The National Background Investigations Bureau said in September 2018 that the backlog in personnel background investigations is approximately 661,600.
The Plum Book
Jobs such as Mellon’s are cataloged every four years right after a presidential election in a book titled "United States Government Policy and Supporting Positions."
Inside the Beltway, it is known as the Plum Book.
"Schedule C positions are excepted from the competitive service because of their confidential or policy-determining character," the 2016 Plum Book said.
The decision to approve a Schedule C employee is made by the director of the Office of Personnel Management at the request of the agency on a case-by-case basis.
Asking for a Schedule C position is "appropriate," the Plum Book said, when it "involves making or approving substantive policy recommendations" or the "work of the position can be performed successfully only by someone with a thorough knowledge of and sympathy with the goals, priorities, and preferences of an official who has a confidential or policy determining relationship with the President or the agency head."
The job description for a FERC confidential assistant involves administrative tasks such as handling the office budget, travel arrangements, scheduling engagements and Freedom of Information Act requests, said former FERC employees.
But the job can be expanded to include any work a commissioner may desire.
"It’s an important function to make sure the trains run on time," one former employee said. "A lot of [commissioners] would bring folks from within the agency who knew how the traps were run. If you’re outside of government, things just don’t make any sense."
By tradition, FERC has had just five political positions among its more than 1,400 employees — one chosen by each commissioner.
In the 2016 Plum Book, it listed two Schedule C positions each with Chairman Norman Bay and Commissioner Tony Clark, and one each for Commissioners Colette Honorable and Cheryl LaFleur.
The 2012 Plum Book listed just four Schedule C employees among the five commissioners at FERC.
But Mellon is at least the sixth person in a political job around Chatterjee.
Anthony Pugliese was Chatterjee’s chief of staff until he recently left. He and General Counsel James Danly were hired as so-called noncareer Senior Executive Service employees, a higher pay grade than Schedule C but still political appointees.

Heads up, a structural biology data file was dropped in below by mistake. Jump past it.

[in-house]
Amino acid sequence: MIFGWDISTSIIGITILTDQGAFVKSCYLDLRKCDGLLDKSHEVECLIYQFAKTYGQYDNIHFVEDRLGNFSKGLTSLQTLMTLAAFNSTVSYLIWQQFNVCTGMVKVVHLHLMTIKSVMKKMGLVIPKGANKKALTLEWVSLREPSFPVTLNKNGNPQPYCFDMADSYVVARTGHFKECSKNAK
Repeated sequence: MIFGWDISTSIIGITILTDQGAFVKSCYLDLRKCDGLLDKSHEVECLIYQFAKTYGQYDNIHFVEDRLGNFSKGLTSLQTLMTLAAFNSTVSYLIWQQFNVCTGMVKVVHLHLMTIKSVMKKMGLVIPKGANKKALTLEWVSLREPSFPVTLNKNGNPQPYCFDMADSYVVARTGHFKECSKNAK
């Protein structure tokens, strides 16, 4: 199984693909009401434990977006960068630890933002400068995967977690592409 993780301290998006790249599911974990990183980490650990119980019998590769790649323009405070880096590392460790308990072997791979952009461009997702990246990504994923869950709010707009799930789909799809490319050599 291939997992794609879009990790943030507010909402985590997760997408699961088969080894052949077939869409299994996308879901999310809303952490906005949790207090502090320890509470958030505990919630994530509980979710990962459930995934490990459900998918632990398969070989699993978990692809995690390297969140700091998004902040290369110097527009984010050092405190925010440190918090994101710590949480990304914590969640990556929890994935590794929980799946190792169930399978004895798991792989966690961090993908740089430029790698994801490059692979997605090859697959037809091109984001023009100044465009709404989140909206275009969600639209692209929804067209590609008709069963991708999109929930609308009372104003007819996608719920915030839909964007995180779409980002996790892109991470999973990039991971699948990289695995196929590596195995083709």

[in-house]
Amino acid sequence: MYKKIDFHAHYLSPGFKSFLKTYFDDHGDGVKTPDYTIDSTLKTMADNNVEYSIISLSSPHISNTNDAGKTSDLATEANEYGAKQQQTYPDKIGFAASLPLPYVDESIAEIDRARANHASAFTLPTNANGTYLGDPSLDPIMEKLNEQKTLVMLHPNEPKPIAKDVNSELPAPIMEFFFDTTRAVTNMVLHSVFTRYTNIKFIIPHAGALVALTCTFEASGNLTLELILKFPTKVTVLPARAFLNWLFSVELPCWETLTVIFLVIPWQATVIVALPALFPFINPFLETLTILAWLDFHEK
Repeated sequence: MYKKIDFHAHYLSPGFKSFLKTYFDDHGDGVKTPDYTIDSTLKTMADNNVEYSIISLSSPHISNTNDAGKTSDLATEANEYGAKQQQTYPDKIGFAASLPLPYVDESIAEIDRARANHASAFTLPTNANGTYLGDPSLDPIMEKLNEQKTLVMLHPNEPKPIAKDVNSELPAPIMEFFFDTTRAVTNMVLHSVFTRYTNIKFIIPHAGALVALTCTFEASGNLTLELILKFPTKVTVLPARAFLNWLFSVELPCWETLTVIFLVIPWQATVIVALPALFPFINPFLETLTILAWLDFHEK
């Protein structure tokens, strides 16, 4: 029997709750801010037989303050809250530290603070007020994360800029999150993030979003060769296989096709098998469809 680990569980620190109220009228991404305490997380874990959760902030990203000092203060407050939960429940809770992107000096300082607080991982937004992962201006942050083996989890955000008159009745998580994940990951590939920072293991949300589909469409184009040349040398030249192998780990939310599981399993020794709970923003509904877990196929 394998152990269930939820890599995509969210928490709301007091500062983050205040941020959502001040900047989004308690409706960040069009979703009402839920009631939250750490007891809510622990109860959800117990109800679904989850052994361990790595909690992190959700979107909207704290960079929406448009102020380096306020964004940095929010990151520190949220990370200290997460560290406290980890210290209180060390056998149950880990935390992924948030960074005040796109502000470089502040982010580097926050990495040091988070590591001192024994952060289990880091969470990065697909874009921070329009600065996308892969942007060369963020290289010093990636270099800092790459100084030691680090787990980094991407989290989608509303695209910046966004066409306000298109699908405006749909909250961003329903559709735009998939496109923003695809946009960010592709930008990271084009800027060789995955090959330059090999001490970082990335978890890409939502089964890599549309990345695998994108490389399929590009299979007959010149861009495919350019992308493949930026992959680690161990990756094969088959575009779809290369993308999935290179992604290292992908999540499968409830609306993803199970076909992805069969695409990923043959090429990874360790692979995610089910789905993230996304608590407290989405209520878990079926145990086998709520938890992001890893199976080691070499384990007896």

It is unclear whether Chatterjee will hire another political person as chief of staff or take the route of his predecessors and pick someone with experience within the agency.
Lindsee Gentry, who worked with Chatterjee in the office of Senate Majority Leader Mitch McConnell (R-Ky.), was hired as a Schedule C in the chairman’s office. But Chatterjee recently promoted her to be deputy director in the Office of External Affairs.
And in recent months, Chatterjee named Michael Smith as a Schedule C policy adviser. He had worked in the Senate Republican cloakroom (Energywire, March 18).
He also tabbed John Umberger, a fitness trainer who briefly worked for the Trump inaugural committee, as his executive assistant (Energywire, Jan. 18).
‘Jesus, Hillary Clinton and my father’
Many people who get Schedule C jobs earn them through work on the winning presidential campaign or experience in politics or causes important to the new administration.
Mellon is different in that she has no discernible background in Republican politics, nor did she back President Trump publicly.
Her Facebook page once featured a photo — now removed — of "Trustify Co-Founders with Presidential nominee, Hillary Clinton! Jennifer Mellon & Hillary Clinton in the same room?! Talk about #girlpower!"
In a June 2018 interview about Trustify with the website Kivo Daily, Mellon was asked who were her biggest influences and people she admires. "Jesus, Hillary Clinton and my father," she replied.
Mellon did not respond to an email asking for an interview.
But a source close to Trustify said Mellon "was the public face of the company, out there in front of the clients" such as Goldman Sachs.
"There is no doubt in my mind that she was 100% a partner," the source said.